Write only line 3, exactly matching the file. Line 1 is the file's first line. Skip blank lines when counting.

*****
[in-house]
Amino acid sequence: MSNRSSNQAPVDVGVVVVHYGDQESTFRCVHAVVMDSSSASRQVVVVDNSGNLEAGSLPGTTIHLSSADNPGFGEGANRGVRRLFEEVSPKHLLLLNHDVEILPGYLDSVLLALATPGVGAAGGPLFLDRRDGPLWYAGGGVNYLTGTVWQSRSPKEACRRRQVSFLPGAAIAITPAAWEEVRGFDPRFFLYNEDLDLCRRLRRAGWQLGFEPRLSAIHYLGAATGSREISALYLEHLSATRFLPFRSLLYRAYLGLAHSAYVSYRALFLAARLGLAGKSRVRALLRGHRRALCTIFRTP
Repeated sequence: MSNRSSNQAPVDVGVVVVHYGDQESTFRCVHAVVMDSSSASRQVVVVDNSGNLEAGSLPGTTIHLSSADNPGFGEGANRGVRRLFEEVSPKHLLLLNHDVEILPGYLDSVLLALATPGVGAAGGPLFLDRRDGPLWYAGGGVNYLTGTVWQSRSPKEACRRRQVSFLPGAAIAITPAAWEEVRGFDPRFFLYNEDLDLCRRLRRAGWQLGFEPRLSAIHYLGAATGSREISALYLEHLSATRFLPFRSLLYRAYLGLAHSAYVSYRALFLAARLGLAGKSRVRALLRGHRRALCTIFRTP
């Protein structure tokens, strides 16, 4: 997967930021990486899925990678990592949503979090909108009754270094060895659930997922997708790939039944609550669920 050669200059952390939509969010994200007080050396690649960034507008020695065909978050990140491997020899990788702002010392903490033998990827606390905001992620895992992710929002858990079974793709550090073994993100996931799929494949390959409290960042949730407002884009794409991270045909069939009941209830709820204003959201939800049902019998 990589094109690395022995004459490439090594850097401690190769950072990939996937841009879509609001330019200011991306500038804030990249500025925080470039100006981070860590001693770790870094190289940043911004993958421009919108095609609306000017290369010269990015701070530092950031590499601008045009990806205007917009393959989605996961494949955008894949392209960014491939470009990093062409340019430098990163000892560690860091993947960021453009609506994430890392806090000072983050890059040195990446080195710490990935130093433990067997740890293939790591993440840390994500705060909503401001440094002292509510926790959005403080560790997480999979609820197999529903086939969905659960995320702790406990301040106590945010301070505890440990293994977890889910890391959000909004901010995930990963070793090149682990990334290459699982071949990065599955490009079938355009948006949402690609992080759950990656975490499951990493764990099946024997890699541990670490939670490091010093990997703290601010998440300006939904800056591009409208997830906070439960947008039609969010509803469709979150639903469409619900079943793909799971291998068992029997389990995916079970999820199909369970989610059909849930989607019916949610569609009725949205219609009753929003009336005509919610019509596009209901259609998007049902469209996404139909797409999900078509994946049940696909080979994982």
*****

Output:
Repeated sequence: MSNRSSNQAPVDVGVVVVHYGDQESTFRCVHAVVMDSSSASRQVVVVDNSGNLEAGSLPGTTIHLSSADNPGFGEGANRGVRRLFEEVSPKHLLLLNHDVEILPGYLDSVLLALATPGVGAAGGPLFLDRRDGPLWYAGGGVNYLTGTVWQSRSPKEACRRRQVSFLPGAAIAITPAAWEEVRGFDPRFFLYNEDLDLCRRLRRAGWQLGFEPRLSAIHYLGAATGSREISALYLEHLSATRFLPFRSLLYRAYLGLAHSAYVSYRALFLAARLGLAGKSRVRALLRGHRRALCTIFRTP